Archive Surgery's Hottest Trends 2014

Better Than High Definition?

Ultra HD is poised to become the latest technology that revolutionizes what surgeons see.

Daniel Cook

Daniel Cook, Executive Editor

BIO

ultra HD images EYE OPENING Surgeons will be blown away by ultra HD images.

Steven Palter, MD, has always been fascinated with the intersection of technology and medicine. Tapping into advances in entertainment imaging to improve surgical outcomes has long been a passion for the GYN surgeon and founder, medical and scientific director of Gold Coast IVF in Syosset, N.Y. His latest efforts have focused on bringing 4K technology — which provides 4 times the resolution of high-definition video and promises crisper images, depth perception and color fidelity beyond anything you see with HD laparoscopes — into the OR. It's a journey that sent him to Hollywood, Vegas and an OR on Long Island.

Chasing a mirage
Back in 2000, high-definition imaging was starting to generate a buzz. The standard definition monitors used in the OR appeared antiquated compared with the promise of operating in HD. At that time, Dr. Palter sought out companies making industrial cameras and devised a way to perform the first laparoscopy in HD, which demanded bringing together teams from Japan and America who were expert in imaging and software engineering.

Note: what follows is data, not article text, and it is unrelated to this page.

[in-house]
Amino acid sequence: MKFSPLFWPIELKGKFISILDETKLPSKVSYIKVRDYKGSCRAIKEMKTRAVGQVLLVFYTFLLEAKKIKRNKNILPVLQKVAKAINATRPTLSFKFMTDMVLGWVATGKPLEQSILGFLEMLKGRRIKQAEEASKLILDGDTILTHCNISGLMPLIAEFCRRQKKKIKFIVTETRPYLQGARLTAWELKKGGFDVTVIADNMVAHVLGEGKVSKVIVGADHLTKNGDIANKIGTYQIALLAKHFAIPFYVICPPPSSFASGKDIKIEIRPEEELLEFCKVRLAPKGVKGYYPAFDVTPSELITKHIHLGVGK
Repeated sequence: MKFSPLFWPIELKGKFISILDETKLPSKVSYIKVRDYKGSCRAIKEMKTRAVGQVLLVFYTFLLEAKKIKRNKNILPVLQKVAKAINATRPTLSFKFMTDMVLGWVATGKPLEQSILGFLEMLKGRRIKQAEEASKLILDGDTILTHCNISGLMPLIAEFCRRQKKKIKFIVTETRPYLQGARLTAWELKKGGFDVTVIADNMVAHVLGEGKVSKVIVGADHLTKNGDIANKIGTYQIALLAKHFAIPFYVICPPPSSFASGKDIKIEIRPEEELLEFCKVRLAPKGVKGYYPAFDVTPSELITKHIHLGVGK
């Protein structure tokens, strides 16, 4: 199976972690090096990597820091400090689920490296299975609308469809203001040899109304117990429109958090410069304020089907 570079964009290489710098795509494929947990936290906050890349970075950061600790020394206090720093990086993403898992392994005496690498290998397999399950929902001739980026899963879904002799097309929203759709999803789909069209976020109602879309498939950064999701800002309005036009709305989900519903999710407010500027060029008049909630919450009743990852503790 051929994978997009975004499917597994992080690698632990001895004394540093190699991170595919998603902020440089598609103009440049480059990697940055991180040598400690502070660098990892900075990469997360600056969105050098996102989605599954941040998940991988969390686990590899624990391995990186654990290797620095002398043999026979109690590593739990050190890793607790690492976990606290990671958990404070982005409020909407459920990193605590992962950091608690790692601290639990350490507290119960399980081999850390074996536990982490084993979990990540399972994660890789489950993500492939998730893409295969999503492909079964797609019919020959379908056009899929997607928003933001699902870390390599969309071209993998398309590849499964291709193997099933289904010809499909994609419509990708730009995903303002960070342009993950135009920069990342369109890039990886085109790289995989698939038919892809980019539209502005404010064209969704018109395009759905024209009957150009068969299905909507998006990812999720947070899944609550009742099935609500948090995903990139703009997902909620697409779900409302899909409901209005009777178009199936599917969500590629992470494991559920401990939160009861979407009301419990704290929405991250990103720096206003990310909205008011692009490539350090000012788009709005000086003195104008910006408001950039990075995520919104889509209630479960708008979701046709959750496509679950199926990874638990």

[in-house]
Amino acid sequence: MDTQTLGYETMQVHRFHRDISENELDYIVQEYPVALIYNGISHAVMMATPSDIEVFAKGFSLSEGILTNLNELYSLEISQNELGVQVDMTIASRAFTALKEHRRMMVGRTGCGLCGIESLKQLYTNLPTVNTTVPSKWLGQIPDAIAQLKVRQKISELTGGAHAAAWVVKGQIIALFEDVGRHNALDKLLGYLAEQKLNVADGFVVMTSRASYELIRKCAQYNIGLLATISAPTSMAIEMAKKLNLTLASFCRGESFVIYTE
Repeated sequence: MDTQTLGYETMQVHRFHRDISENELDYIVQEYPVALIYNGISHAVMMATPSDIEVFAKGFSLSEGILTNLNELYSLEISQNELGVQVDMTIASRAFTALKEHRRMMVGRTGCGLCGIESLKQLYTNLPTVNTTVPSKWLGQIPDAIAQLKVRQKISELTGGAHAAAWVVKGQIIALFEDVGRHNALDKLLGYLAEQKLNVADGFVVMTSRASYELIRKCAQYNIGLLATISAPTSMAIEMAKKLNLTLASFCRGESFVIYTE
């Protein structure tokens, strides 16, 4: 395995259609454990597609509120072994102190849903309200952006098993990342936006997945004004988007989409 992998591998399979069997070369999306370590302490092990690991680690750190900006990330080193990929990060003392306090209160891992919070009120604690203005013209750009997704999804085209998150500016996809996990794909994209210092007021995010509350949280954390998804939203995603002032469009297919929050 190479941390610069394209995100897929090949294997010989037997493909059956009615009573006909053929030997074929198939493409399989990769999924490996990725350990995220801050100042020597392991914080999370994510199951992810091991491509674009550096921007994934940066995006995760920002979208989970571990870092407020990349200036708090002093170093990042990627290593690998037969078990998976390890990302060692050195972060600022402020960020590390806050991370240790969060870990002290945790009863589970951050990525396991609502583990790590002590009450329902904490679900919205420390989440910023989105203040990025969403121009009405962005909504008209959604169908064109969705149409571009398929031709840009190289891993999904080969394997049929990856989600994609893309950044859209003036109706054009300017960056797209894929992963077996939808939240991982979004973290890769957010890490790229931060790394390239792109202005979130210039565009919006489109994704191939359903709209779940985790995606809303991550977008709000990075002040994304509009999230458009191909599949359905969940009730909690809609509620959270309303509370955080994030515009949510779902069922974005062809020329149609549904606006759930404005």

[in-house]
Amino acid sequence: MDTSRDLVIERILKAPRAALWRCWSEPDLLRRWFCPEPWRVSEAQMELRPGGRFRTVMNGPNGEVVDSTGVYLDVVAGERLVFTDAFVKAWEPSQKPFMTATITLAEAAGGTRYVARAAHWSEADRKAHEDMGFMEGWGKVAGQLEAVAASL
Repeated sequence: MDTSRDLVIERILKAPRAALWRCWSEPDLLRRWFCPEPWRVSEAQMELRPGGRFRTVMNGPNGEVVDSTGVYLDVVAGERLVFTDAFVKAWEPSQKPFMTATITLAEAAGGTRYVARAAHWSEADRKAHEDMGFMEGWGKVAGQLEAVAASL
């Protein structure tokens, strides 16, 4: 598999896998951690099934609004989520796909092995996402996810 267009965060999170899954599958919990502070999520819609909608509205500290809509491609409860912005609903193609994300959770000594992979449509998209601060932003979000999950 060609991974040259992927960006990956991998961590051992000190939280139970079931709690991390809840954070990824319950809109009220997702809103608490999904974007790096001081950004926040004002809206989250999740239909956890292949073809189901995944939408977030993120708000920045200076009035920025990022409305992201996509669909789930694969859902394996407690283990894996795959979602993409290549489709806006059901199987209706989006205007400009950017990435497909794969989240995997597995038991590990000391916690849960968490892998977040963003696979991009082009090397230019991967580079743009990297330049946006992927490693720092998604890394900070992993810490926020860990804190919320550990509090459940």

A year later, he presented a keynote lecture at a medical conference in HD for the first time ever. He showed attendees that increasing imaging resolution lets surgeons see anatomical details never before possible. But that didn't prevent experts from telling him there were no more improvements to be made to surgical imaging, that the attempt to incorporate HD into the OR would prove impossible. What they didn't know was Dr. Palter was just getting started.

He continued to operate in HD, but always kept an eye on Hollywood, where 4K technology was starting to completely transform the way movies were seen. "My fascination and passion was to see if we could push the envelope in surgery to this next level," says Dr. Palter. "I did all of my research in 4K sensors and editing, and became convinced what it could do for entertainment would have the same exponential increase in medical visualization."

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